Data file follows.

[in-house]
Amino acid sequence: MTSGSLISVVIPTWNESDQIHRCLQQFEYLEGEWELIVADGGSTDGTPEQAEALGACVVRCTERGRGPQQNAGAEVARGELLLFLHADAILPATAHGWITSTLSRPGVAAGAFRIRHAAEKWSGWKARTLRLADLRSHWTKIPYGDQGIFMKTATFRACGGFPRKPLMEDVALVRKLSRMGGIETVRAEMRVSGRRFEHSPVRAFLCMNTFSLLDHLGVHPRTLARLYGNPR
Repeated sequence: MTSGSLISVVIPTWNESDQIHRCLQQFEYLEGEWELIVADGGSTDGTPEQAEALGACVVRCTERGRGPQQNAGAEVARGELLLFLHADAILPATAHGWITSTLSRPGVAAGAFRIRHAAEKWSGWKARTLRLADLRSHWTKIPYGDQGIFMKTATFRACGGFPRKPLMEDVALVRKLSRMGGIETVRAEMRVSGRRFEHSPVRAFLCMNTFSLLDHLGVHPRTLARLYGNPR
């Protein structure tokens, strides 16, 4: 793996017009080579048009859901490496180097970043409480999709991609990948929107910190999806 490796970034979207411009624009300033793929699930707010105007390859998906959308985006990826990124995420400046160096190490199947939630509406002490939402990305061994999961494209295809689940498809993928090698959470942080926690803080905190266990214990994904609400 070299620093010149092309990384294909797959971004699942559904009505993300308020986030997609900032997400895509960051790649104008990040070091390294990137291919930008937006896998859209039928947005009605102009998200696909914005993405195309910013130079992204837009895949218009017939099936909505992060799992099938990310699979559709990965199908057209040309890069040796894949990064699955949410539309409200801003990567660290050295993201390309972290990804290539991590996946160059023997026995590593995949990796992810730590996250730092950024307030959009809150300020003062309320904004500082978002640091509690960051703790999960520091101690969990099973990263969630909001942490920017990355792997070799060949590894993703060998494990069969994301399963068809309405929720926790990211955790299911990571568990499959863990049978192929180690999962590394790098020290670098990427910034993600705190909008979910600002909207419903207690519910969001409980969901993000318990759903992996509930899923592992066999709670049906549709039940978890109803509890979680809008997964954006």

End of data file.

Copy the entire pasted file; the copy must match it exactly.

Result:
[in-house]
Amino acid sequence: MTSGSLISVVIPTWNESDQIHRCLQQFEYLEGEWELIVADGGSTDGTPEQAEALGACVVRCTERGRGPQQNAGAEVARGELLLFLHADAILPATAHGWITSTLSRPGVAAGAFRIRHAAEKWSGWKARTLRLADLRSHWTKIPYGDQGIFMKTATFRACGGFPRKPLMEDVALVRKLSRMGGIETVRAEMRVSGRRFEHSPVRAFLCMNTFSLLDHLGVHPRTLARLYGNPR
Repeated sequence: MTSGSLISVVIPTWNESDQIHRCLQQFEYLEGEWELIVADGGSTDGTPEQAEALGACVVRCTERGRGPQQNAGAEVARGELLLFLHADAILPATAHGWITSTLSRPGVAAGAFRIRHAAEKWSGWKARTLRLADLRSHWTKIPYGDQGIFMKTATFRACGGFPRKPLMEDVALVRKLSRMGGIETVRAEMRVSGRRFEHSPVRAFLCMNTFSLLDHLGVHPRTLARLYGNPR
């Protein structure tokens, strides 16, 4: 793996017009080579048009859901490496180097970043409480999709991609990948929107910190999806 490796970034979207411009624009300033793929699930707010105007390859998906959308985006990826990124995420400046160096190490199947939630509406002490939402990305061994999961494209295809689940498809993928090698959470942080926690803080905190266990214990994904609400 070299620093010149092309990384294909797959971004699942559904009505993300308020986030997609900032997400895509960051790649104008990040070091390294990137291919930008937006896998859209039928947005009605102009998200696909914005993405195309910013130079992204837009895949218009017939099936909505992060799992099938990310699979559709990965199908057209040309890069040796894949990064699955949410539309409200801003990567660290050295993201390309972290990804290539991590996946160059023997026995590593995949990796992810730590996250730092950024307030959009809150300020003062309320904004500082978002640091509690960051703790999960520091101690969990099973990263969630909001942490920017990355792997070799060949590894993703060998494990069969994301399963068809309405929720926790990211955790299911990571568990499959863990049978192929180690999962590394790098020290670098990427910034993600705190909008979910600002909207419903207690519910969001409980969901993000318990759903992996509930899923592992066999709670049906549709039940978890109803509890979680809008997964954006």